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Initial pregnancy visit

At Novant Health Providence Obstetrics and Gynecology (OB/GYN), we look forward to helping guide you on your journey to motherhood. After your pregnancy confirmation visit, your initial pregnancy visit should occur at approximately 10-12 weeks.

This visit with your physician typically involves an evaluation to make sure that you and the baby are healthy, an examination (including screening tests such as Pap smears, if necessary), and often laboratory studies.

Nutrition and folic acid

Good nutrition during pregnancy does not vary greatly from good nutrition for a non-pregnant woman. There are some key differences:

About 300 extra calories are needed per day to support a healthy pregnancy. The calories should come from a good balanced diet limiting the sweets and fats. Don’t worry if you cannot do this in the first trimester—the pregnancy will remain healthy even if you lose weight in the first trimester. Most women catch up in the second trimester. Increased fluid intake is also recommended to maintain hydration. Be sure to drink 8 to 16 eight-ounce glasses daily.

During pregnancy, consumption of folic acid (400 mcg daily minimum) is important to help prevent neural tube defects. Folic acid is found in green leafy vegetables, berries and fortified breakfast cereal. We recommend a prenatal supplement to make sure adequate amounts are consumed. Folic acid is the most beneficial in the 30 days after conception so starting a prenatal vitamin prior to conception is recommended.

Please discuss any supplement use with your physician prior to using it in pregnancy.

See the Pregnancy Confirmation Visit information for guidelines on weight gain and foods to avoid during pregnancy. Visit http://www.choosemyplate.gov/ for pregnancy nutrition information and menu planning.

Laboratory testing

At one of your visits during the first trimester, we will obtain some routine laboratory work. We will obtain a urine culture, a pap smear (if you are due for one), and testing for gonorrhea and chlamydia (required by NC law). We will also draw routine prenatal blood tests which include your blood type, a blood count, testing for sickle cell disease, testing for syphilis, hepatitis B, HIV and immunity to rubella.

Genetic screening and testing

Some birth defects and malformations can be diagnosed during pregnancy. It is your choice whether to proceed with the testing. Screening tests are available to estimate the risk of trisomy 21 (Down Syndrome), trisomy 18, and neural tube defects such as spina bifida.

The screening test that we recommend is called sequential screening. This combines an ultrasound and blood work performed between 10 and 13 weeks of pregnancy with a second blood test obtained between 16 and 21 weeks. If this test is negative, it gives us good reassurance that these conditions are most likely not present. That, along with a normal ultrasound performed at 18-21 weeks, gives us the best information about the baby.

If the test is positive, it does not mean that the pregnancy is affected, but further testing may be recommended. Some patients also choose to proceed directly to diagnostic tests (amniocentesis or chorionic villus sampling)—this is available to all patients but is usually a better option for older moms, moms with a history of an affected infant or families with an increased risk of Down syndrome. Your physician will discuss these options with you early in pregnancy.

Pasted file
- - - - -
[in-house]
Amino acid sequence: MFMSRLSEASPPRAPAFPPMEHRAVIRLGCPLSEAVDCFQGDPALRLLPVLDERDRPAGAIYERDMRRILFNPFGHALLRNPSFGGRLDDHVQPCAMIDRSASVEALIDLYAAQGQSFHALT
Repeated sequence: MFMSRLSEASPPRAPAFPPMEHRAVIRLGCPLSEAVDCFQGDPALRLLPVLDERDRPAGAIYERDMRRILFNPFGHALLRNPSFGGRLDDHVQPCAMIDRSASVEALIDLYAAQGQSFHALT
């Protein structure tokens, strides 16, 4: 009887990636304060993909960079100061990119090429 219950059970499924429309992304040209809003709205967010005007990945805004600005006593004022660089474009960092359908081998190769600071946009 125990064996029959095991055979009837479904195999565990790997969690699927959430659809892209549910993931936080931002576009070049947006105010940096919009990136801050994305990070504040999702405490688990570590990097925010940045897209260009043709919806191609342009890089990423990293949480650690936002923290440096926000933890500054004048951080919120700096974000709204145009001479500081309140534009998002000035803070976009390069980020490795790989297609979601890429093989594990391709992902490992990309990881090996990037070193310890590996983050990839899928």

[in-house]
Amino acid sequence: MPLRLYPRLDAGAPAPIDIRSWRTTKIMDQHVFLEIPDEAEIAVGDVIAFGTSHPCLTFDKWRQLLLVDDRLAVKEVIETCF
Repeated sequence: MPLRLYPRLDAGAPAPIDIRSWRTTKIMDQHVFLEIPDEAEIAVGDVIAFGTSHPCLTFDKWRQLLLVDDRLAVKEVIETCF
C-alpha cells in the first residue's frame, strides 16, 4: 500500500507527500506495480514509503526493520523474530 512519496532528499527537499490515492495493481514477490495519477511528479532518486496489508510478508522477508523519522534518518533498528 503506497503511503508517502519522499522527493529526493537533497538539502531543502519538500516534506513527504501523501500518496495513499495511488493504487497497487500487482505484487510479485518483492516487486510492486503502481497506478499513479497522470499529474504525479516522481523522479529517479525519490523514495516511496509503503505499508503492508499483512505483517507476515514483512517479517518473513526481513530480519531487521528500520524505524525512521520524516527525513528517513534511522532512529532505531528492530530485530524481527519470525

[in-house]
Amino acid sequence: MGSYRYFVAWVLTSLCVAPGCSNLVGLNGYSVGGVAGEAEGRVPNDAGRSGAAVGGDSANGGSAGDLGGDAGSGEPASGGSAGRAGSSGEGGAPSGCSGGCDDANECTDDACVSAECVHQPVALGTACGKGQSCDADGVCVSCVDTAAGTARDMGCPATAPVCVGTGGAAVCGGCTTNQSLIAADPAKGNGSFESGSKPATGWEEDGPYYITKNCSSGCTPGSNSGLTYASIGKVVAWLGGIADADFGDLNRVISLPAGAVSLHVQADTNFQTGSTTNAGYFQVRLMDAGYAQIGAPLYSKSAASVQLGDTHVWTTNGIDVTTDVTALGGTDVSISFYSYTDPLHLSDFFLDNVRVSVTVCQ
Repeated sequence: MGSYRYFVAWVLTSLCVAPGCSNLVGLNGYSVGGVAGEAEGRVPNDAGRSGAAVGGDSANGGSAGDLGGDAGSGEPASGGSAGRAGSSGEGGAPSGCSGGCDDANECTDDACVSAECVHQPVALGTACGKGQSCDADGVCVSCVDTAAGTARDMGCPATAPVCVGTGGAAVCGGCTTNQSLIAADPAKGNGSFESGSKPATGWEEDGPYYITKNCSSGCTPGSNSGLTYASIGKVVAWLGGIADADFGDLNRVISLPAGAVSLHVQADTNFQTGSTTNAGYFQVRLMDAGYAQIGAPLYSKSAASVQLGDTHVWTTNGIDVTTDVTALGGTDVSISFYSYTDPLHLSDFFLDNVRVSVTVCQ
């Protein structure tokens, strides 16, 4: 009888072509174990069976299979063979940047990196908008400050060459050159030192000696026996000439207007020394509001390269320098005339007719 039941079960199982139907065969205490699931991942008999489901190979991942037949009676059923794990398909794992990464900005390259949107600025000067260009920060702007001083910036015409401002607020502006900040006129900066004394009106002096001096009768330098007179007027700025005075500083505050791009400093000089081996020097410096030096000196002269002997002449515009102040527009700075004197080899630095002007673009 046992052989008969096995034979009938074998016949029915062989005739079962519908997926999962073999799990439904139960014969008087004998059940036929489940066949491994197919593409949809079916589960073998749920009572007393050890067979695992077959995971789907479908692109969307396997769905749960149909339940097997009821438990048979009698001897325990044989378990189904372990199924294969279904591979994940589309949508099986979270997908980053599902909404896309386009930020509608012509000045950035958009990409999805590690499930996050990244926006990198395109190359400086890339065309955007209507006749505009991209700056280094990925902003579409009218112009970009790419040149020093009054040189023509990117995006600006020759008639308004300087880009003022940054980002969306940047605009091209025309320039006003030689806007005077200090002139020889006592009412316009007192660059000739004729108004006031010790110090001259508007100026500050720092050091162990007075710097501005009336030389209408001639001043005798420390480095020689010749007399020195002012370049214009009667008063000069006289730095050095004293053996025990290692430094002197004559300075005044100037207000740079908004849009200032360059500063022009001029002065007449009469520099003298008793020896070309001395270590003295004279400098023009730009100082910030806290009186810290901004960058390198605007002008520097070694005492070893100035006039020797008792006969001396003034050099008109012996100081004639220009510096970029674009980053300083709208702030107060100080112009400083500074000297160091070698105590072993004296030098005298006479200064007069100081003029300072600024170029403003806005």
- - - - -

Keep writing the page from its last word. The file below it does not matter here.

Advanced maternal age

Advanced maternal age (AMA) has traditionally been described as women who will be aged 35 or older at the time of delivery. The age of 35 was chosen because at this age the risk of genetic problems (such as Down Syndrome) begins to increase as compared to younger women. Several options are available to evaluate your individual risk of genetic abnormalities.

Testing falls into two basic categories—screening (noninvasive) and diagnostic (invasive). Screening tests, while less invasive, do not offer a specific diagnosis. They tell you the “odds” or likelihood that your pregnancy could be complicated by a genetic disorder. For instance, based on your age, your risk may be 1/100, but the screening test can help individualize that more and tell you that for this pregnancy, your risk is decreased to 1/1000 or increased to 1/50.

Screening tests usually consist of blood work for the mom and an ultrasound. Diagnostic tests are designed to tell you if your baby has a genetic problem. Testing is done on fetal cells obtained by chorionic villus sampling (CVS) (10-13 weeks) or amniocentesis (15-20 weeks). As such, they are more invasive and carry a higher potential for complications. These tests are typically performed by maternal-fetal medicine specialists trained in high-risk pregnancies. Have an open discussion with your obstetrician to decide which, if any, testing best fits your needs.

Second trimester

During the second trimester, most women feel pretty healthy. The fatigue and nausea usually resolve by the 15th to 20th week of pregnancy and your appetite is back to normal. All pregnancies are screened by ultrasound at 18-20 weeks. The gender can usually be determined at this visit for parents who desire this information. We will continue to see you every 2-4 weeks during this time, unless complications warrant more frequent visits.

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